By D'Vera Cohn and Robert Samuels
Washington Post Staff Writers
Wednesday, August 30, 2006
Residents of Washington's outer suburbs endure some of the nation's longest commutes, according to a U.S. Census survey released yesterday that also showed clogged roads and high gasoline prices are pushing a growing number of people onto mass transit.
The region's average commute is more than 33 minutes one way, ranking second to the New York area's 34 minutes among large metropolitan regions. In Calvert, Prince William and Stafford counties, however, the average journey to work takes 40 minutes or more, according to the 2005 American Community Survey of households.
These long commutes are fueled by new housing popping up rapidly in the region's outer fringes, where most residents travel to counties closer to the District to work, transportation experts say. Pushing up the numbers is the region's high employment level, which includes the parents of the vast majority of the region's preschoolers. The region also ranks high in the share of people who commute outside their home county, as more than half do.
As roads have jammed and fuel prices have soared, thousands of people have switched from cars to public transportation, the survey figures indicate.
The Washington area, where 13 percent of workers get to their jobs by bus or rail, ranks behind only New York and San Francisco in use of mass transit. The region has zoomed past Boston and Chicago since the 2000 Census. Two-thirds of workers still drive to their jobs alone, but that share appears to have leveled off since 2000. The popularity of carpools continues to fade.
Alan E. Pisarski, a transportation consultant and author of "Commuting in America," said the long journeys to work in exurban Washington echo trends in the rest of the country, where extreme commutes are growing. The region's increasing use of mass transit is a turnaround from the 1990s, when it dropped. That contrasts with much of the East Coast, Pisarski said, but transit use is soaring in many western states where routes are opening.
The reasons for growing transit use in the area include recent legislation encouraging employers to offer transit subsidies to workers if they also offer parking subsidies, Pisarski said. Also important, he said, is "a little bit of congestion. But more significantly, this was a reaction to the fuel prices and people testing transit to see what it does. The interesting thing is that, if fuel prices drop, what will people do?"
The District long has ranked high in public transit use: More than a third of commuters who live in the city take buses, subways or commuter rail to get to their jobs. But public transit use has grown even in suburban areas where the transit network is patchy. In Prince William, where only one in 20 people commutes that way, the number of users appears to have doubled since 2000.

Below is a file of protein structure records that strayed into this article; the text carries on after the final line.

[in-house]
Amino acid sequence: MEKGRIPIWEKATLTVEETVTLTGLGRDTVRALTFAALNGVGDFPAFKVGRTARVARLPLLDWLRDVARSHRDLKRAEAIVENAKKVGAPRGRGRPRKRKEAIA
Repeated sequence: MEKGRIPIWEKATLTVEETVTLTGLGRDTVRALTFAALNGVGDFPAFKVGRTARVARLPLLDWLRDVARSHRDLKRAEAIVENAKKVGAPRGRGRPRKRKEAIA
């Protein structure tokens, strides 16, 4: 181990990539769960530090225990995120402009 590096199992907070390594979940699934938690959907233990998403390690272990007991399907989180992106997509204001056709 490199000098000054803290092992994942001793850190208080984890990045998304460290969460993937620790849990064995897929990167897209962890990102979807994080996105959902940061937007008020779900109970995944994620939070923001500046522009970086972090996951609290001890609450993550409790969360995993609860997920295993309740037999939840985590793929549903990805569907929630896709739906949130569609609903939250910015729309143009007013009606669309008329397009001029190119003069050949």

One sign of the region's growing appetite for public transportation is the rising number of bus routes linking outer suburbs to Metrorail stations and major employment centers. At the M1 OmniRide bus stop at the Pentagon, more than 20 people waited in line yesterday for the daily 3 p.m. trip to Manassas. First in line was Tiffany Gaines, who drives to Manassas each morning from her home in Warrenton to catch the bus.
"It always used to be half-empty," said Gaines, who has ridden the M1 bus for four years. "Now, every time I go, it's practically full."
"I know people who are getting up earlier and driving to earlier stops so they can get the seat they want," said Jadonna Embrey, an administrative assistant who lives in Manassas and began taking the bus last year to save money.
The trip takes about two hours each way, with the bus winding through downtown Washington for stops at the State Department and the Pentagon before heading onto increasingly jammed Interstate 66. The roads are so packed that the Potomac and Rappahannock Transportation Commission is adding 10 minutes to the trip schedule, said Eric Marx, its planning and operations director.
"Those commuter buses fill up as soon as you put them on," said Ronald F. Kirby, transportation planning director for the Metropolitan Washington Council of Governments. "Particularly where you have HOV facilities, it's an attractive option."
Kirby said the apparent drop in carpool use between the 2000 Census and the 2005 survey matches local research showing the same thing.
"A good part of that is a mirror image of transit increasing," he said. "Every time we increase transit, we soak up carpooling. It's the same market. They are the kind of people who are trying to avoid driving alone. Carpooling is somewhat of an inconvenience. If transit service improves or someone gives you a subsidy -- forget the carpool, I'm going to transit."
But transit use is also rising in closer-in jurisdictions. Metrorail trips grew 17 percent from 2000 to 2005. The system has opened several stops since 2000.
But Dan Tangherlini, Metro's acting general manager, said: "We have seen large increases in the core stations as well. Some of our biggest-growing stations are places like Gallery Place, which has grown as a destination in and of itself."
Tangherlini said that when the system updates its survey of rail riders this year, "I've got some friendly bets here we will see large increases in out-of-compact origins" -- people who drive in from exurban counties that do not have Metro stations.
The American Community Survey is a detailed national survey of households that is the planned replacement for the long form in the 2010 Census. The survey does not yet cover the entire population -- it leaves out the small percentage of people in college dormitories, prisons, nursing homes and other "group quarters."
Database editor Dan Keating contributed to this report.